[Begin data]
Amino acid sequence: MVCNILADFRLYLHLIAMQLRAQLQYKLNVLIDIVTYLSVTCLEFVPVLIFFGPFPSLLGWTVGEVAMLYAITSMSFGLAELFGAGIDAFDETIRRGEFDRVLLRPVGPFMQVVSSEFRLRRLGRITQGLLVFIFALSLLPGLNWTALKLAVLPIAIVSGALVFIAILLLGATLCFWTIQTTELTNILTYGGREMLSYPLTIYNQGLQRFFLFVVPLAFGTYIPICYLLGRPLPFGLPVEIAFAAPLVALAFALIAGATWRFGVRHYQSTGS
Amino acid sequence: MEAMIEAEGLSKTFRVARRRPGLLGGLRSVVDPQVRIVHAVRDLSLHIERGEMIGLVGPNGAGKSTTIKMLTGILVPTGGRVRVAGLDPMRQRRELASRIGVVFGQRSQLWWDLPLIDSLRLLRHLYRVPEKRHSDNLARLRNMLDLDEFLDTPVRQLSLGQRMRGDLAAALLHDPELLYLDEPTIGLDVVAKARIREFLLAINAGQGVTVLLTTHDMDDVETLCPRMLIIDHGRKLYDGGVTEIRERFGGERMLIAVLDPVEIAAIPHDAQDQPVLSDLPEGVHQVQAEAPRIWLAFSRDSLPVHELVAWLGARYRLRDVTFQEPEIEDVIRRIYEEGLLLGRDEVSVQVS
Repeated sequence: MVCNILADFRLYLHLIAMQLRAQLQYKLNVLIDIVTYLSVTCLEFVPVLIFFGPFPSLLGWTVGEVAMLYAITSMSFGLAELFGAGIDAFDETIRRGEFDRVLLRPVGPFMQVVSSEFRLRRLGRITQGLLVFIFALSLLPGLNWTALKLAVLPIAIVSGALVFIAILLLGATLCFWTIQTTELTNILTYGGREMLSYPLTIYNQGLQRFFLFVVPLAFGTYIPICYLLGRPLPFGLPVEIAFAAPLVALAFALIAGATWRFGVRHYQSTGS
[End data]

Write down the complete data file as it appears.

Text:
Amino acid sequence: MVCNILADFRLYLHLIAMQLRAQLQYKLNVLIDIVTYLSVTCLEFVPVLIFFGPFPSLLGWTVGEVAMLYAITSMSFGLAELFGAGIDAFDETIRRGEFDRVLLRPVGPFMQVVSSEFRLRRLGRITQGLLVFIFALSLLPGLNWTALKLAVLPIAIVSGALVFIAILLLGATLCFWTIQTTELTNILTYGGREMLSYPLTIYNQGLQRFFLFVVPLAFGTYIPICYLLGRPLPFGLPVEIAFAAPLVALAFALIAGATWRFGVRHYQSTGS
Amino acid sequence: MEAMIEAEGLSKTFRVARRRPGLLGGLRSVVDPQVRIVHAVRDLSLHIERGEMIGLVGPNGAGKSTTIKMLTGILVPTGGRVRVAGLDPMRQRRELASRIGVVFGQRSQLWWDLPLIDSLRLLRHLYRVPEKRHSDNLARLRNMLDLDEFLDTPVRQLSLGQRMRGDLAAALLHDPELLYLDEPTIGLDVVAKARIREFLLAINAGQGVTVLLTTHDMDDVETLCPRMLIIDHGRKLYDGGVTEIRERFGGERMLIAVLDPVEIAAIPHDAQDQPVLSDLPEGVHQVQAEAPRIWLAFSRDSLPVHELVAWLGARYRLRDVTFQEPEIEDVIRRIYEEGLLLGRDEVSVQVS
Repeated sequence: MVCNILADFRLYLHLIAMQLRAQLQYKLNVLIDIVTYLSVTCLEFVPVLIFFGPFPSLLGWTVGEVAMLYAITSMSFGLAELFGAGIDAFDETIRRGEFDRVLLRPVGPFMQVVSSEFRLRRLGRITQGLLVFIFALSLLPGLNWTALKLAVLPIAIVSGALVFIAILLLGATLCFWTIQTTELTNILTYGGREMLSYPLTIYNQGLQRFFLFVVPLAFGTYIPICYLLGRPLPFGLPVEIAFAAPLVALAFALIAGATWRFGVRHYQSTGS